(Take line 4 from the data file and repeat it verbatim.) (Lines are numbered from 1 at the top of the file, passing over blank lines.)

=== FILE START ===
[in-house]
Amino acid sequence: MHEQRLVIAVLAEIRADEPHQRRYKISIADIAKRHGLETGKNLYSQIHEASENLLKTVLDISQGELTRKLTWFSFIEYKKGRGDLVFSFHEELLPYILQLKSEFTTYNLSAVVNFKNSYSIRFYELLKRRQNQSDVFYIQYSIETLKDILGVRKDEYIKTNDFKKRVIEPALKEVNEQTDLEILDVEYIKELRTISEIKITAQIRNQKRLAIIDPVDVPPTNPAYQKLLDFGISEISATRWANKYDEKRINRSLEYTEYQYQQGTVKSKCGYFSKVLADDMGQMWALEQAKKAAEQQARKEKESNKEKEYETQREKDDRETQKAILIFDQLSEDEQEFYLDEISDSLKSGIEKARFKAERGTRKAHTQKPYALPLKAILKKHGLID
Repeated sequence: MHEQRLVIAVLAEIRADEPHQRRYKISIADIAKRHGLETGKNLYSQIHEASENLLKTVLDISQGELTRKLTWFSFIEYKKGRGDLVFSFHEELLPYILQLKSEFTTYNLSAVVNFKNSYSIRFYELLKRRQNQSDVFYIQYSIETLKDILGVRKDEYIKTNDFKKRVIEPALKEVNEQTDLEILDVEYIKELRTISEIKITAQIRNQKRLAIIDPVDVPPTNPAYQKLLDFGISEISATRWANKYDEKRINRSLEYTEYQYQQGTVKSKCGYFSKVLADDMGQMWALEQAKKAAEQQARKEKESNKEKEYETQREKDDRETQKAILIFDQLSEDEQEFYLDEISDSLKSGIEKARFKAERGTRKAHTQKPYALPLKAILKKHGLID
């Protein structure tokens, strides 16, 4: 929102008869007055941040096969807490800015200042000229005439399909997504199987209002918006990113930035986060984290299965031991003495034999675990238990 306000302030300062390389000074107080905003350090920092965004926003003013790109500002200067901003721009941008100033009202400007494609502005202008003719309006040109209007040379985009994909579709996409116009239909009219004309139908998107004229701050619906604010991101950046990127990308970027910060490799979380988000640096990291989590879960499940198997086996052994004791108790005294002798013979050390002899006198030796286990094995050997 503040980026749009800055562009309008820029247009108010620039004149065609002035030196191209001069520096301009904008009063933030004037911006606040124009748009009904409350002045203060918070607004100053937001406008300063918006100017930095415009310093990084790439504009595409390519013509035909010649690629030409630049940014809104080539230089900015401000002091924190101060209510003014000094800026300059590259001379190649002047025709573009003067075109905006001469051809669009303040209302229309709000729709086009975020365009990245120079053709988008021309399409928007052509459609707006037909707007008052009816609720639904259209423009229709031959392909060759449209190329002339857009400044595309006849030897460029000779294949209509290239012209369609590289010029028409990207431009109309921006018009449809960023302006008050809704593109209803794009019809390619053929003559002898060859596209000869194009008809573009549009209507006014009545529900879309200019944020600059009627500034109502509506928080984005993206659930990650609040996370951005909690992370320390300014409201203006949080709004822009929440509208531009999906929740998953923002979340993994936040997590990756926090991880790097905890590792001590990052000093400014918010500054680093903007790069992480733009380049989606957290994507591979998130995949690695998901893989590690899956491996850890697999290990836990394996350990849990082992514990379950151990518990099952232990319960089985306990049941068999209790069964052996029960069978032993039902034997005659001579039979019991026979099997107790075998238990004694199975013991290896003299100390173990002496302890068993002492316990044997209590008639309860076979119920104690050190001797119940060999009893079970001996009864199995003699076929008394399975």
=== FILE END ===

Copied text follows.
């Protein structure tokens, strides 16, 4: 929102008869007055941040096969807490800015200042000229005439399909997504199987209002918006990113930035986060984290299965031991003495034999675990238990 306000302030300062390389000074107080905003350090920092965004926003003013790109500002200067901003721009941008100033009202400007494609502005202008003719309006040109209007040379985009994909579709996409116009239909009219004309139908998107004229701050619906604010991101950046990127990308970027910060490799979380988000640096990291989590879960499940198997086996052994004791108790005294002798013979050390002899006198030796286990094995050997 503040980026749009800055562009309008820029247009108010620039004149065609002035030196191209001069520096301009904008009063933030004037911006606040124009748009009904409350002045203060918070607004100053937001406008300063918006100017930095415009310093990084790439504009595409390519013509035909010649690629030409630049940014809104080539230089900015401000002091924190101060209510003014000094800026300059590259001379190649002047025709573009003067075109905006001469051809669009303040209302229309709000729709086009975020365009990245120079053709988008021309399409928007052509459609707006037909707007008052009816609720639904259209423009229709031959392909060759449209190329002339857009400044595309006849030897460029000779294949209509290239012209369609590289010029028409990207431009109309921006018009449809960023302006008050809704593109209803794009019809390619053929003559002898060859596209000869194009008809573009549009209507006014009545529900879309200019944020600059009627500034109502509506928080984005993206659930990650609040996370951005909690992370320390300014409201203006949080709004822009929440509208531009999906929740998953923002979340993994936040997590990756926090991880790097905890590792001590990052000093400014918010500054680093903007790069992480733009380049989606957290994507591979998130995949690695998901893989590690899956491996850890697999290990836990394996350990849990082992514990379950151990518990099952232990319960089985306990049941068999209790069964052996029960069978032993039902034997005659001579039979019991026979099997107790075998238990004694199975013991290896003299100390173990002496302890068993002492316990044997209590008639309860076979119920104690050190001797119940060999009893079970001996009864199995003699076929008394399975």